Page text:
Facing an aging workforce, the question of how to train the next generation of acquisition professionals is a challenge that federal leaders and industry managers have yet to solve. The need for training is great, but budgets and time are often limited.
Senior government procurement executives and practitioners say agencies have cut training dollars even though employees with less experience now have responsibilities that exceed their abilities, according to the Professional Services Council’s (PSC) 2014 Acquisition Policy Survey. And some said those who do receive training may just be “checking the box” with courses that don’t test critical thinking or include innovative practices.
So, how do you face the conundrum that experiential or case-based training, the very type that many people need, can seem cost-prohibitive given tight budget constraints? Integrity Matters talked with Mike Ipsaro, Technical Director at Integrity Management Consulting, who has developed and delivered training for multiple agencies in a wide range of formats. We asked him about how to deliver training that is cost- effective while also being customized. Ipsaro says modular delivery, simulation, and adaptation to emerging or customer-specific needs are all key.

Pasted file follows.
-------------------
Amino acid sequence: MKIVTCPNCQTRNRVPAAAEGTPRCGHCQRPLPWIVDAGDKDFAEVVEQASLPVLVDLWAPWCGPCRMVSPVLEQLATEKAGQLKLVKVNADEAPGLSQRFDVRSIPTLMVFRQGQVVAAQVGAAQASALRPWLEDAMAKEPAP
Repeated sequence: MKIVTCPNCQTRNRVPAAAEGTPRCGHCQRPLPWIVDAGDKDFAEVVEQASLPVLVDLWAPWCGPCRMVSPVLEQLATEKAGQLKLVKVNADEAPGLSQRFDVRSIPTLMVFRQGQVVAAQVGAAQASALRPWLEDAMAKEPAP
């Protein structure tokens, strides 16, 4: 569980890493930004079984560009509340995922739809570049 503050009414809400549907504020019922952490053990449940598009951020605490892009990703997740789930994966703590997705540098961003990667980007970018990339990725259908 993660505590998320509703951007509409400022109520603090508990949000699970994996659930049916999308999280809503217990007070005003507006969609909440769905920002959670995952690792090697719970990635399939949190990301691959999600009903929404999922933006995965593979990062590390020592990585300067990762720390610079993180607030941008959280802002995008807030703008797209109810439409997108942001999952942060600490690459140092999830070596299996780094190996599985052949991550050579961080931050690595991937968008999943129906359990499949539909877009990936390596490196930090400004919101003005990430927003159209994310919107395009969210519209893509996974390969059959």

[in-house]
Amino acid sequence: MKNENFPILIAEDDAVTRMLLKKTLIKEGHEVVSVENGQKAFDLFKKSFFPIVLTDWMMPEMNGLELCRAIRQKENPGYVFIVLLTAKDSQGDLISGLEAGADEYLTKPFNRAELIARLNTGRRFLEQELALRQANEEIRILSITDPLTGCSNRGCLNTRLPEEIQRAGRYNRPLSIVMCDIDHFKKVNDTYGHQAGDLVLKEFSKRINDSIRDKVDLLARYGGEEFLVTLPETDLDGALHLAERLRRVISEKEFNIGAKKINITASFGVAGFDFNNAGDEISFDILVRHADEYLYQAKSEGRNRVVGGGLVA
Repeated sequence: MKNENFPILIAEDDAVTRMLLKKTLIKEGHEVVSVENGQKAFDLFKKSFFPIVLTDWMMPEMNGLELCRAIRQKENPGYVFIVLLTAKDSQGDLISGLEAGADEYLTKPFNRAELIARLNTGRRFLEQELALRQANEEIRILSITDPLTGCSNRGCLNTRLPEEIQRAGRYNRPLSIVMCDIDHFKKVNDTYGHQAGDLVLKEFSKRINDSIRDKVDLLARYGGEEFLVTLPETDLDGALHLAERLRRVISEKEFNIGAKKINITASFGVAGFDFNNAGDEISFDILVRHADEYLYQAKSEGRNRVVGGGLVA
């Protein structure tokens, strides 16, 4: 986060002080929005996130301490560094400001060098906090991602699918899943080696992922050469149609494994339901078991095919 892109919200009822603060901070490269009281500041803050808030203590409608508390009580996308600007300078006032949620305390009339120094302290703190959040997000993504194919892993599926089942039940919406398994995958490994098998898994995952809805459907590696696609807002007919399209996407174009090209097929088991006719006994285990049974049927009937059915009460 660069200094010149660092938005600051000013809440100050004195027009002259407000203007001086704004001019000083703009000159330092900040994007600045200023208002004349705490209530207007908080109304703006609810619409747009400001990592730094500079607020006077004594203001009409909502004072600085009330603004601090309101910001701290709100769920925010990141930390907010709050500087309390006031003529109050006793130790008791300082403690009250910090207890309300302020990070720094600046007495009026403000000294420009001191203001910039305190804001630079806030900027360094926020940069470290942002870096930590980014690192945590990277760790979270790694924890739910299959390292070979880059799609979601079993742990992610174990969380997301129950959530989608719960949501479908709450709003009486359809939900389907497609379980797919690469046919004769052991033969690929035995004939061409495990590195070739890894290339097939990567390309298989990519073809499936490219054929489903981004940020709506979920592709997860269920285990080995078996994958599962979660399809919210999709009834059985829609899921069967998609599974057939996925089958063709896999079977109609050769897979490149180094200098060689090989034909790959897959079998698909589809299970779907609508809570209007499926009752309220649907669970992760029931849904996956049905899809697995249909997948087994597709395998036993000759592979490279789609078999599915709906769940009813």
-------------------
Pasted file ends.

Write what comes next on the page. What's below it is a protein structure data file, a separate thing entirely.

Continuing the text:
Integrity Matters: What are your top recommendations for training innovation?
Mike Ipsaro: I think that we’re seeing some different ways of innovating in the training area coming from other fields. For example, we’ve seen the use of agile methods and practices born out of the software development industry extend into the greater digital service arena, and even into general professional services, including training. Using an agile approach allows you to deliver a product iteratively, which is in lockstep with customer needs and requirements at any given time. Another approach is the use of technology. So in addition to some practices and principles out of the IT domain, like agile, there are also methods, such as modeling and simulation, that you see applied in other industries, like training pilots to fly, or training pharmacists to apply therapeutics. A similar type of simulation-based approach could be applied as well to the acquisition arena.
Integrity Matters: Can you give an example of simulation?